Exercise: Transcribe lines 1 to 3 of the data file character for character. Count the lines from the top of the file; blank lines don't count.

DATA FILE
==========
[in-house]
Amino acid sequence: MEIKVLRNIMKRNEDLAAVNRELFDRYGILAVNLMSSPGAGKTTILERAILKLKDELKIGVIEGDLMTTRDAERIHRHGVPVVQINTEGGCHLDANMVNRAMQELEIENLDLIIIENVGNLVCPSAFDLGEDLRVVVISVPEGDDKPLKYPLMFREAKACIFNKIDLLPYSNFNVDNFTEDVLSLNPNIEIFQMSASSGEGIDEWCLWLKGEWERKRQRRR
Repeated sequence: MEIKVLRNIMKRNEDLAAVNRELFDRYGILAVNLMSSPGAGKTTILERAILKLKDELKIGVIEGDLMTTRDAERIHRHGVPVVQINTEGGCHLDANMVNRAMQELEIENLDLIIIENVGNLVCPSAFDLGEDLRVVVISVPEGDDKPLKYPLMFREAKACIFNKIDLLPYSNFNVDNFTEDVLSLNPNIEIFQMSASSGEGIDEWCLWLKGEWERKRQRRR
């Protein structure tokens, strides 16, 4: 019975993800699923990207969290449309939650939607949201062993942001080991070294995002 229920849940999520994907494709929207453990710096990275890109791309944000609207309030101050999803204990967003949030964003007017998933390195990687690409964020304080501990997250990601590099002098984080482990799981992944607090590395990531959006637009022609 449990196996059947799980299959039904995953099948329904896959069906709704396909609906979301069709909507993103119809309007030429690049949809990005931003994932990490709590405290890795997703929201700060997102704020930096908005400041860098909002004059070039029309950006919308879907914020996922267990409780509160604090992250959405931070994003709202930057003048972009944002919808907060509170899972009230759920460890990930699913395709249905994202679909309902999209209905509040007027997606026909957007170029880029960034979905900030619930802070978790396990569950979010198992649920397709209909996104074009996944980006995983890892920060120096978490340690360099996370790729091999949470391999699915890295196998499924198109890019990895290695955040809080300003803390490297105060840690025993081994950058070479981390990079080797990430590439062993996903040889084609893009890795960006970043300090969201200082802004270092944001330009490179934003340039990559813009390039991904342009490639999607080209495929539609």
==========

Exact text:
[in-house]
Amino acid sequence: MEIKVLRNIMKRNEDLAAVNRELFDRYGILAVNLMSSPGAGKTTILERAILKLKDELKIGVIEGDLMTTRDAERIHRHGVPVVQINTEGGCHLDANMVNRAMQELEIENLDLIIIENVGNLVCPSAFDLGEDLRVVVISVPEGDDKPLKYPLMFREAKACIFNKIDLLPYSNFNVDNFTEDVLSLNPNIEIFQMSASSGEGIDEWCLWLKGEWERKRQRRR
Repeated sequence: MEIKVLRNIMKRNEDLAAVNRELFDRYGILAVNLMSSPGAGKTTILERAILKLKDELKIGVIEGDLMTTRDAERIHRHGVPVVQINTEGGCHLDANMVNRAMQELEIENLDLIIIENVGNLVCPSAFDLGEDLRVVVISVPEGDDKPLKYPLMFREAKACIFNKIDLLPYSNFNVDNFTEDVLSLNPNIEIFQMSASSGEGIDEWCLWLKGEWERKRQRRR